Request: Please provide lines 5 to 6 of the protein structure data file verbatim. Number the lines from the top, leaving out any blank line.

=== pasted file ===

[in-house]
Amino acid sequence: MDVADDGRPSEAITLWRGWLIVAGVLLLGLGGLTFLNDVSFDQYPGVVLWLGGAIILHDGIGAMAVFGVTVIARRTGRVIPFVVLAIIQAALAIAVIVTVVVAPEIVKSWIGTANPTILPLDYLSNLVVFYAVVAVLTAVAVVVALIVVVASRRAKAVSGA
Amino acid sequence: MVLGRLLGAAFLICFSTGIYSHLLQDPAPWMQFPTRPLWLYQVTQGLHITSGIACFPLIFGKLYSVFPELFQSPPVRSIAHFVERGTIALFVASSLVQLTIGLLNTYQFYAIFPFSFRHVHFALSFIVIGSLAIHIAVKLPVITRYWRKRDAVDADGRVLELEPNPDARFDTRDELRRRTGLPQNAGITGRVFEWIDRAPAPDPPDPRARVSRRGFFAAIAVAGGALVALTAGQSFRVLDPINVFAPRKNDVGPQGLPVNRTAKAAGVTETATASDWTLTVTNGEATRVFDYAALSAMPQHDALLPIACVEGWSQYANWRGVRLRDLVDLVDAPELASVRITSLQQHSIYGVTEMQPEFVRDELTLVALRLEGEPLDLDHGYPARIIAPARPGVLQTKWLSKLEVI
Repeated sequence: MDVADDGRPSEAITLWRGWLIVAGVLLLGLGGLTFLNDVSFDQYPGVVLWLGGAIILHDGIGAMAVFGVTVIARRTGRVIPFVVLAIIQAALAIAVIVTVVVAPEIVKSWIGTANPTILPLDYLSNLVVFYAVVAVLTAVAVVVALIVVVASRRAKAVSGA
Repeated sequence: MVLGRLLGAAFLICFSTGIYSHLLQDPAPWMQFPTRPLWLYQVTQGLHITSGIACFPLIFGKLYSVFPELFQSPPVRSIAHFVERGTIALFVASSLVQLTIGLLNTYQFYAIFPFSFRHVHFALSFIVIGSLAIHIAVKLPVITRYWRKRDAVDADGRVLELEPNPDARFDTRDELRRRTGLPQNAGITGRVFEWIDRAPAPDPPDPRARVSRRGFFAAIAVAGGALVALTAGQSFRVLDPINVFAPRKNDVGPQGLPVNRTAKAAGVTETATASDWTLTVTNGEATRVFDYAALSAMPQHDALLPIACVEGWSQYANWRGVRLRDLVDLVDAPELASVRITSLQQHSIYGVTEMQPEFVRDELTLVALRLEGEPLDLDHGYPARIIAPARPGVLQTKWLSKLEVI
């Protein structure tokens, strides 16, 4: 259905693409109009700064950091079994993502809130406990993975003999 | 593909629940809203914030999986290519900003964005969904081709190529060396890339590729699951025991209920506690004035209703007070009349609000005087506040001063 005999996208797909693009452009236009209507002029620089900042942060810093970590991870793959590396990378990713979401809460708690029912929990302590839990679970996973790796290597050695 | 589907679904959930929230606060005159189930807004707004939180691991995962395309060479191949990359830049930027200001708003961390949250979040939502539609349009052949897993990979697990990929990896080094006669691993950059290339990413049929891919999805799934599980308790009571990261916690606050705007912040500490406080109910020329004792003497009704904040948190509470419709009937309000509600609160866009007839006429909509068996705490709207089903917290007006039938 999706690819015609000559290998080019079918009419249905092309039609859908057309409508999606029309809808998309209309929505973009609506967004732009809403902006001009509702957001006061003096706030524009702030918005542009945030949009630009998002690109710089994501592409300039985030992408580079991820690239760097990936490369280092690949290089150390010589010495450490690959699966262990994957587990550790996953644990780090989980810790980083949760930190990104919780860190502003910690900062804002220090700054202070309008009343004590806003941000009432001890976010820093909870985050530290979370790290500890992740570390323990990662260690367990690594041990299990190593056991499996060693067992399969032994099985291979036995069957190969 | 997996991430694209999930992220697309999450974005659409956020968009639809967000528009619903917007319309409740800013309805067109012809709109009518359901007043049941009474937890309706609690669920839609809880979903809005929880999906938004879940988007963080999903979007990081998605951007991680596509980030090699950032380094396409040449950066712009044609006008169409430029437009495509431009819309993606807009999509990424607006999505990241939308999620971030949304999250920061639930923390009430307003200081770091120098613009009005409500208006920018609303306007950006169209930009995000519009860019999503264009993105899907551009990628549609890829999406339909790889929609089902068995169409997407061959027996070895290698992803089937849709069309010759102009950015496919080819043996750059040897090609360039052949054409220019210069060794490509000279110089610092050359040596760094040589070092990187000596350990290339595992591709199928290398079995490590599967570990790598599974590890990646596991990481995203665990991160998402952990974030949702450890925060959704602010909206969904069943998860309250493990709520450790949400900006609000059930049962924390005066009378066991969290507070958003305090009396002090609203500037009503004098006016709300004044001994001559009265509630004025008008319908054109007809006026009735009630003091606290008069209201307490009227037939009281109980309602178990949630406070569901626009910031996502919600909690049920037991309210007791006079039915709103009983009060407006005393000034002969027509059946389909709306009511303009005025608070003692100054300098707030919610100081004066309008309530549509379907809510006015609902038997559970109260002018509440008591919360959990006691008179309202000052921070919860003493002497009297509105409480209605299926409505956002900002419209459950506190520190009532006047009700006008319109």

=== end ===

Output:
Repeated sequence: MVLGRLLGAAFLICFSTGIYSHLLQDPAPWMQFPTRPLWLYQVTQGLHITSGIACFPLIFGKLYSVFPELFQSPPVRSIAHFVERGTIALFVASSLVQLTIGLLNTYQFYAIFPFSFRHVHFALSFIVIGSLAIHIAVKLPVITRYWRKRDAVDADGRVLELEPNPDARFDTRDELRRRTGLPQNAGITGRVFEWIDRAPAPDPPDPRARVSRRGFFAAIAVAGGALVALTAGQSFRVLDPINVFAPRKNDVGPQGLPVNRTAKAAGVTETATASDWTLTVTNGEATRVFDYAALSAMPQHDALLPIACVEGWSQYANWRGVRLRDLVDLVDAPELASVRITSLQQHSIYGVTEMQPEFVRDELTLVALRLEGEPLDLDHGYPARIIAPARPGVLQTKWLSKLEVI
């Protein structure tokens, strides 16, 4: 259905693409109009700064950091079994993502809130406990993975003999 | 593909629940809203914030999986290519900003964005969904081709190529060396890339590729699951025991209920506690004035209703007070009349609000005087506040001063 005999996208797909693009452009236009209507002029620089900042942060810093970590991870793959590396990378990713979401809460708690029912929990302590839990679970996973790796290597050695 | 589907679904959930929230606060005159189930807004707004939180691991995962395309060479191949990359830049930027200001708003961390949250979040939502539609349009052949897993990979697990990929990896080094006669691993950059290339990413049929891919999805799934599980308790009571990261916690606050705007912040500490406080109910020329004792003497009704904040948190509470419709009937309000509600609160866009007839006429909509068996705490709207089903917290007006039938 999706690819015609000559290998080019079918009419249905092309039609859908057309409508999606029309809808998309209309929505973009609506967004732009809403902006001009509702957001006061003096706030524009702030918005542009945030949009630009998002690109710089994501592409300039985030992408580079991820690239760097990936490369280092690949290089150390010589010495450490690959699966262990994957587990550790996953644990780090989980810790980083949760930190990104919780860190502003910690900062804002220090700054202070309008009343004590806003941000009432001890976010820093909870985050530290979370790290500890992740570390323990990662260690367990690594041990299990190593056991499996060693067992399969032994099985291979036995069957190969 | 997996991430694209999930992220697309999450974005659409956020968009639809967000528009619903917007319309409740800013309805067109012809709109009518359901007043049941009474937890309706609690669920839609809880979903809005929880999906938004879940988007963080999903979007990081998605951007991680596509980030090699950032380094396409040449950066712009044609006008169409430029437009495509431009819309993606807009999509990424607006999505990241939308999620971030949304999250920061639930923390009430307003200081770091120098613009009005409500208006920018609303306007950006169209930009995000519009860019999503264009993105899907551009990628549609890829999406339909790889929609089902068995169409997407061959027996070895290698992803089937849709069309010759102009950015496919080819043996750059040897090609360039052949054409220019210069060794490509000279110089610092050359040596760094040589070092990187000596350990290339595992591709199928290398079995490590599967570990790598599974590890990646596991990481995203665990991160998402952990974030949702450890925060959704602010909206969904069943998860309250493990709520450790949400900006609000059930049962924390005066009378066991969290507070958003305090009396002090609203500037009503004098006016709300004044001994001559009265509630004025008008319908054109007809006026009735009630003091606290008069209201307490009227037939009281109980309602178990949630406070569901626009910031996502919600909690049920037991309210007791006079039915709103009983009060407006005393000034002969027509059946389909709306009511303009005025608070003692100054300098707030919610100081004066309008309530549509379907809510006015609902038997559970109260002018509440008591919360959990006691008179309202000052921070919860003493002497009297509105409480209605299926409505956002900002419209459950506190520190009532006047009700006008319109």